·         Each child will receive a reading assessment to identify strengths and weaknesses in literacy skills, and to detect any barriers which may interfere with the normal development of reading.
·         Through the process of shared reading and other activities, children will develop an ability to verbally explain, elaborate and make meaningful connections through the use of language.
·         Children will learn to match the names of letters with their sounds and practice manipulating both letters and sounds to decode unrecognizable words in print.
·         They will also be introduced to a basic story design, a powerful tool that helps them understand the flow and organization of written stories.
·         Parents will receive training in Dialogical Reading, a research-based method that increases verbal and intellectual engagement in children.
·         Parents will learn how to create more literacy enriching environments to enhance their child’s ability to develop age-appropriate literacy skills.
·         Parents will have an opportunity to discuss areas of concern with highly trained professionals in reading.
The instructional program will begin on October 1, 2016 and will start promptly at 9am and end at noon. The Caregiver Workshop will be for one session and take place on October 1st and will run from 9-12. Children participating in the program must be 4 years of age prior to starting the program. Moreover, children must undergo a prescreening prior to beginning the program to determine their eligibility.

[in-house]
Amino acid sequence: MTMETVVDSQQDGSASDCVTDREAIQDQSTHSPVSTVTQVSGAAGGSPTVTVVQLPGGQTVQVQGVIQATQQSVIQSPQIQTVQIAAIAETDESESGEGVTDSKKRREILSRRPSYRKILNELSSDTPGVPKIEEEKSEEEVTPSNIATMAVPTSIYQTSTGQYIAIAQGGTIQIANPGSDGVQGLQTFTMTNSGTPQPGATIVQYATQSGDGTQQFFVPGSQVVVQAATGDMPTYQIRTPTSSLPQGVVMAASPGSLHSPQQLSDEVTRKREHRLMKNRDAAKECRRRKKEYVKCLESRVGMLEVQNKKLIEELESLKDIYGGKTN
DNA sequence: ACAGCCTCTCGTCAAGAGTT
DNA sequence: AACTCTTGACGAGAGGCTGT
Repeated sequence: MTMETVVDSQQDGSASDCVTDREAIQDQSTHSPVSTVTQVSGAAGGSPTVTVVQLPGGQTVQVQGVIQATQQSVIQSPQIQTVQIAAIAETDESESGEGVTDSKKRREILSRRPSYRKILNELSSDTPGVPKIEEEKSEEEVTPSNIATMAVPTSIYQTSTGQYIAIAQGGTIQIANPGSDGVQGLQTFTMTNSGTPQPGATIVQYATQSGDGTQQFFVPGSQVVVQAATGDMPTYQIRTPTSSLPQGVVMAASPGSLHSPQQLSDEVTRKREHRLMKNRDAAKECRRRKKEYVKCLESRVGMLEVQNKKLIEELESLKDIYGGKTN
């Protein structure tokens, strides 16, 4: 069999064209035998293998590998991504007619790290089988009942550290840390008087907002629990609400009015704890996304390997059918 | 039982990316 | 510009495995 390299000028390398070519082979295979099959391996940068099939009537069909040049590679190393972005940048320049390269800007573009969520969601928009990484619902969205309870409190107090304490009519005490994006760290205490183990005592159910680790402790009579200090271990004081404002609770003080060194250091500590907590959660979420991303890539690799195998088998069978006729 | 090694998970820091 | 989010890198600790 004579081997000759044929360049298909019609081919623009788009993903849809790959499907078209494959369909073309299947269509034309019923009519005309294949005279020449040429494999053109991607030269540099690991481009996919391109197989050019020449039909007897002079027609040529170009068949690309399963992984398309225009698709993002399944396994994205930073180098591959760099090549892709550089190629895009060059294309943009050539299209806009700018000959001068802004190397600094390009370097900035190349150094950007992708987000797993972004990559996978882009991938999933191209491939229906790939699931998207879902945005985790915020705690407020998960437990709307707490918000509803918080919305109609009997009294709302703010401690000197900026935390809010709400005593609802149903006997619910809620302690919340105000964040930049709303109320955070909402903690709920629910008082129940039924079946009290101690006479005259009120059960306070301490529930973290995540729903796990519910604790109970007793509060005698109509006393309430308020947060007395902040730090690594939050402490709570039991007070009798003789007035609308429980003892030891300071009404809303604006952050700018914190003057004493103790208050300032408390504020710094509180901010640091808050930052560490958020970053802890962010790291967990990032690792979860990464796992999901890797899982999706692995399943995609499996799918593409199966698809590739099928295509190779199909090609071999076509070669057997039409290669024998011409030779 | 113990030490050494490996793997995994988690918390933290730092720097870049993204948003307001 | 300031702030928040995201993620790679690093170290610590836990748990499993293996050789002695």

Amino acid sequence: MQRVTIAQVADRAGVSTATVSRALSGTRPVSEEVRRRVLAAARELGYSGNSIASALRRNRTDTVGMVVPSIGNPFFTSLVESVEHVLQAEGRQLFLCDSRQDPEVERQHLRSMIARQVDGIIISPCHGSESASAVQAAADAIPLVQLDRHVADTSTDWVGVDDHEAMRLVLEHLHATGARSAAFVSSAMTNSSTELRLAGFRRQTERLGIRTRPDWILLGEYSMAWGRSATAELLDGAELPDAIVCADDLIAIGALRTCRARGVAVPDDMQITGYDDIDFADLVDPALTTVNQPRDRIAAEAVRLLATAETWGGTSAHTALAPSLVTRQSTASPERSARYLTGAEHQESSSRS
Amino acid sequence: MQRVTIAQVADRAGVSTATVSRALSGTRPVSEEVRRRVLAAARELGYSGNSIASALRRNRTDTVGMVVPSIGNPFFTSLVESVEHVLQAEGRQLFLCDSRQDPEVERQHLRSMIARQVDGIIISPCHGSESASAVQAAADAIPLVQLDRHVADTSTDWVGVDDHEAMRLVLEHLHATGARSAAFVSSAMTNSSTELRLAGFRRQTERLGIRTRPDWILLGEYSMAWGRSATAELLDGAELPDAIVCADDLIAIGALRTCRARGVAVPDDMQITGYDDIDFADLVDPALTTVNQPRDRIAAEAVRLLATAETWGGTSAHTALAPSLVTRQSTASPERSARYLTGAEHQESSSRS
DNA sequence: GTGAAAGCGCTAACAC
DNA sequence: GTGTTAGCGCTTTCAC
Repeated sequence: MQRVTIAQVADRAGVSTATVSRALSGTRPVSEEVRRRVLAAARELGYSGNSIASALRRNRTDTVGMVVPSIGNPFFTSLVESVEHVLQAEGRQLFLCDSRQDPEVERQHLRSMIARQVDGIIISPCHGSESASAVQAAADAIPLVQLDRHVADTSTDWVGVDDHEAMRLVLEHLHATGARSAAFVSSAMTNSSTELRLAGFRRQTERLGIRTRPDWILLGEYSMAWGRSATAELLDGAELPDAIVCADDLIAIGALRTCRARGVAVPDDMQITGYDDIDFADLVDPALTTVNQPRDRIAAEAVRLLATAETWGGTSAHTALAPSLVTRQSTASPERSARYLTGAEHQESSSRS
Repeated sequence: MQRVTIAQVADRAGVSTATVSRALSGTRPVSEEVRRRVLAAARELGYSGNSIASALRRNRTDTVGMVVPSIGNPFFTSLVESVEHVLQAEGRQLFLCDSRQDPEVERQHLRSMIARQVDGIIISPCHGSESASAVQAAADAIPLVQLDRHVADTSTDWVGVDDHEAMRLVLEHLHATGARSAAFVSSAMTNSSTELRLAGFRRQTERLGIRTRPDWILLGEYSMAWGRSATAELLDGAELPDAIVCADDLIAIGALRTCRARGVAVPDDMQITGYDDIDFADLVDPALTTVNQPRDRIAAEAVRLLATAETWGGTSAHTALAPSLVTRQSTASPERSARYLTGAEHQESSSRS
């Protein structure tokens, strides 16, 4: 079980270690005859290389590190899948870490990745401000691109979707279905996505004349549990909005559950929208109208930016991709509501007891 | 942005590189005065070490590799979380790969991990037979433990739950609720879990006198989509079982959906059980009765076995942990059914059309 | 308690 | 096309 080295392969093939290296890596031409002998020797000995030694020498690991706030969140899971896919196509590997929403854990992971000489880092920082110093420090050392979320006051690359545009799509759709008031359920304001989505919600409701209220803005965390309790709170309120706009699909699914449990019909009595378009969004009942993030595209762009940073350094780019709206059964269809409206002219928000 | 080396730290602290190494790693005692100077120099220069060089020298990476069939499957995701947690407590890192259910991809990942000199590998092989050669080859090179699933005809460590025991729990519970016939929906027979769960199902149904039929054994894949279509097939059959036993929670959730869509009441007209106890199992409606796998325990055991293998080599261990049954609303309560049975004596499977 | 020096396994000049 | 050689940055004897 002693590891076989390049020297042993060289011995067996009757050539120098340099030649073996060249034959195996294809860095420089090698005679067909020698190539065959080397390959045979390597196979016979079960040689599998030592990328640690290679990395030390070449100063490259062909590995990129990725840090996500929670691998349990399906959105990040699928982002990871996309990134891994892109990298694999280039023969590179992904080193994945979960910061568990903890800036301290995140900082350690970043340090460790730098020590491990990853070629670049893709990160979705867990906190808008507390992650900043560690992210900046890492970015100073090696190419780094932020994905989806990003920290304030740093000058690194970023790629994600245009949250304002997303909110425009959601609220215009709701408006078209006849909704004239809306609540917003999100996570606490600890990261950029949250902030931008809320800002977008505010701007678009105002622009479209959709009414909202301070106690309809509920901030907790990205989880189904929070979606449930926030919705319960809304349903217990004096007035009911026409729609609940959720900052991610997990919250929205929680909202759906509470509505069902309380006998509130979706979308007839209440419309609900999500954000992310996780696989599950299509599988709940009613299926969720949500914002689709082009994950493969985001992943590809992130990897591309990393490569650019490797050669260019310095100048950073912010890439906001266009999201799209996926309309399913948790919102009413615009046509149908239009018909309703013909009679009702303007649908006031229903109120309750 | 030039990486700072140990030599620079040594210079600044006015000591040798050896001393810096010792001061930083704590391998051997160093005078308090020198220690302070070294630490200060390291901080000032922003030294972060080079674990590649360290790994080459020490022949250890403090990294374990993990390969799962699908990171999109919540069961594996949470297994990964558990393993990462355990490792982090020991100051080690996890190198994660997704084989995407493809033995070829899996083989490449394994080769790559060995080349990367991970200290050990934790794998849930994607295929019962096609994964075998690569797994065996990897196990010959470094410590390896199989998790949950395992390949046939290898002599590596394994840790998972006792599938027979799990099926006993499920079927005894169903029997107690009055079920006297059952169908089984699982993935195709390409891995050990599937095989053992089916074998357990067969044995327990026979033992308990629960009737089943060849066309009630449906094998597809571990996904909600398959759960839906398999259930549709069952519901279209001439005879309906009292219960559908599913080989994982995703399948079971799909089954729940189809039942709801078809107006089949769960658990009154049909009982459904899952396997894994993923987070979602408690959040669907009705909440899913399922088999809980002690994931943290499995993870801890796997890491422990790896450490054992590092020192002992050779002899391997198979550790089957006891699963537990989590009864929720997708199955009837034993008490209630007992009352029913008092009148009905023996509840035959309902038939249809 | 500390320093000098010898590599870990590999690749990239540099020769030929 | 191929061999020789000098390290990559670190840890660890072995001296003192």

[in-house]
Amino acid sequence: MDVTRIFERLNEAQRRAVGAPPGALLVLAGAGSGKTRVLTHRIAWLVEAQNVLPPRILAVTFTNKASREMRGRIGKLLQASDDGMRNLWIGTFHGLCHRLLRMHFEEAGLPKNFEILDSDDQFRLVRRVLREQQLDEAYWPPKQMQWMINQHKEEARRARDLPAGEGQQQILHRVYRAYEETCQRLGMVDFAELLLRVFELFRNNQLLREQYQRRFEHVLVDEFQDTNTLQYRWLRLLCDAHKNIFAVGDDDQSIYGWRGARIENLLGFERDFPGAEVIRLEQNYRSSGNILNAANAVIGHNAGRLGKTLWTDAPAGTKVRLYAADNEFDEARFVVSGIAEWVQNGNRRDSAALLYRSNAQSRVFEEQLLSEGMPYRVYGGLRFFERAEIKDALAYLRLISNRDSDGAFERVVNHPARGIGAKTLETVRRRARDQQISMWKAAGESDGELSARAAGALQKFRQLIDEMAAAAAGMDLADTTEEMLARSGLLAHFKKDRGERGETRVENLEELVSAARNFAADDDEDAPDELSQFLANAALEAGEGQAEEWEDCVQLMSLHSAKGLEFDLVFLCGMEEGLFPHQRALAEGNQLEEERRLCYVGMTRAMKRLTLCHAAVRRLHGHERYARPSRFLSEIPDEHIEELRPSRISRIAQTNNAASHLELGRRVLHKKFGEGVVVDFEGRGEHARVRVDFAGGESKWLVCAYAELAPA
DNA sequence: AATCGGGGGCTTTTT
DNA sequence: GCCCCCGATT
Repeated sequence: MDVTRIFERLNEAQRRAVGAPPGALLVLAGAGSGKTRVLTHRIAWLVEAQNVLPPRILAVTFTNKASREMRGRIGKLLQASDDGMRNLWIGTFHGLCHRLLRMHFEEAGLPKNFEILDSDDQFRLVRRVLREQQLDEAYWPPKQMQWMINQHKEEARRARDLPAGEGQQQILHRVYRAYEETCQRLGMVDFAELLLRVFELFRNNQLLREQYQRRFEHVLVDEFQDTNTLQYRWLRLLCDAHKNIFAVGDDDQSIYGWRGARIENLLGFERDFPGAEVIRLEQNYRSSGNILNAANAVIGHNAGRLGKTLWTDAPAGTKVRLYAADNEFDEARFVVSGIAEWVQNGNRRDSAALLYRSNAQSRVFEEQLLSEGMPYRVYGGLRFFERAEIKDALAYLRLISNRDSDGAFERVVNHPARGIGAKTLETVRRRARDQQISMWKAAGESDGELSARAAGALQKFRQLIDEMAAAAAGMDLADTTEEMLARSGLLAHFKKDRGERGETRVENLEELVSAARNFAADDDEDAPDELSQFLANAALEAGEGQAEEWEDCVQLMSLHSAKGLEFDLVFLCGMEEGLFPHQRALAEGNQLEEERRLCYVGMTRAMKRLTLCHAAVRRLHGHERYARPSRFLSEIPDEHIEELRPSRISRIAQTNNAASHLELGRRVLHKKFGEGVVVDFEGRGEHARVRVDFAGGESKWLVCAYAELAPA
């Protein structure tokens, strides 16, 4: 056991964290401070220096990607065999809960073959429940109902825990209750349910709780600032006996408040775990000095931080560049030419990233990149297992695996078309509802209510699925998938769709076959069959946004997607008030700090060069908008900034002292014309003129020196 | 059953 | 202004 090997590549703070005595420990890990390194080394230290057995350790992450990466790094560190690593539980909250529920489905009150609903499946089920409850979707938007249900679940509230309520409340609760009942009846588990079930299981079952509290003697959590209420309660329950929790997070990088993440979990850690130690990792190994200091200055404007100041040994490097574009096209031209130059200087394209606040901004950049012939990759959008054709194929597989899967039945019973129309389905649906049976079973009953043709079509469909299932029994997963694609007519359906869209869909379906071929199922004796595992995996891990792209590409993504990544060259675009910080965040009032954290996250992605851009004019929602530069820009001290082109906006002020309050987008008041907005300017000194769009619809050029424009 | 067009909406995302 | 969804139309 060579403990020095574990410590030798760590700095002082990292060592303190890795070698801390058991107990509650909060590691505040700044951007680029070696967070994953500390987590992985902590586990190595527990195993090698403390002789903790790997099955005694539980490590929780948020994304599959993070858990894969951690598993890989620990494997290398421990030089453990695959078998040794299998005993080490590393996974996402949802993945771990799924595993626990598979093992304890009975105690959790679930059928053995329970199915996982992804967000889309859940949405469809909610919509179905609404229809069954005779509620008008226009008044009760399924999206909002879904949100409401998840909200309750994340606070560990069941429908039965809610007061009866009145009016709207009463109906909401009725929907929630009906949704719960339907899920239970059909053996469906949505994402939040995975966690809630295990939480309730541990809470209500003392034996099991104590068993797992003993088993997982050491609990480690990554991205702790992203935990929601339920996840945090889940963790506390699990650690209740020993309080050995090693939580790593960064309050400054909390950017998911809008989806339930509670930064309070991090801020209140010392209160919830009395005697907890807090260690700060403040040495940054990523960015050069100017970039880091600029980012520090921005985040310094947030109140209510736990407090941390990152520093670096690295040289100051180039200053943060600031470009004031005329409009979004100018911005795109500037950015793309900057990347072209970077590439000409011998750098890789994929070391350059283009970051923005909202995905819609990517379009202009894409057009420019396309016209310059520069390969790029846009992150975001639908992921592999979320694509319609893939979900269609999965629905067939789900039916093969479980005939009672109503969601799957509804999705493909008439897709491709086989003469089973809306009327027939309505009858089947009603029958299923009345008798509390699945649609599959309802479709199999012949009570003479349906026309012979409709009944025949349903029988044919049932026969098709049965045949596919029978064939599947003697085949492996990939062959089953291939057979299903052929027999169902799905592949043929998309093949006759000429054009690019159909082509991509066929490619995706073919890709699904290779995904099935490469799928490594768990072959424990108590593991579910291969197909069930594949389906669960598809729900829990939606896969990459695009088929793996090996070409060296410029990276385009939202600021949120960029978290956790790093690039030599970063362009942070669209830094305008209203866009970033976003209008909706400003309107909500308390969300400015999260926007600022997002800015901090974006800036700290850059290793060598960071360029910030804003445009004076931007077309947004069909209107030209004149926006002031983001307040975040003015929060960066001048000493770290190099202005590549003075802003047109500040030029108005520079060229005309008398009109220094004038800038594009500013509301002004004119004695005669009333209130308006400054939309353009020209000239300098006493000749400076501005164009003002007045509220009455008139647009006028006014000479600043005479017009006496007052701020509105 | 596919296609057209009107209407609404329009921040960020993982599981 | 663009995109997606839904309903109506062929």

The program will be run by Desmond Chisholm, a doctoral student at Widener University in Reading and Language Arts and a certified Reading Specialist, and Donavan West, who holds a Master’s degree in Organizational Leadership and serves as the Chief Operating Officer at a Non-profit organization in Philadelphia.

To sign-up for the program or for additional information please submit all inquiries to or you can reach us by phone at 267-500-3729




 Lab Charter is now a Friendship School and a Dream Flag School! All of Lab's 600+ students will create their own Dream Flags. Then our students will connect with their peers from different Spanish speaking and Francophone countries to share and exchange their dreams. Some classes will Skype and some will write letters to connect with these international classes. The Dream Flag Project will also connect Lab students across the three campuses and enhance our caring community of learners. Parent volunteers will be recruited to help with this important initiative! Look out for more updates on the Dream Flag Project at Lab Charter!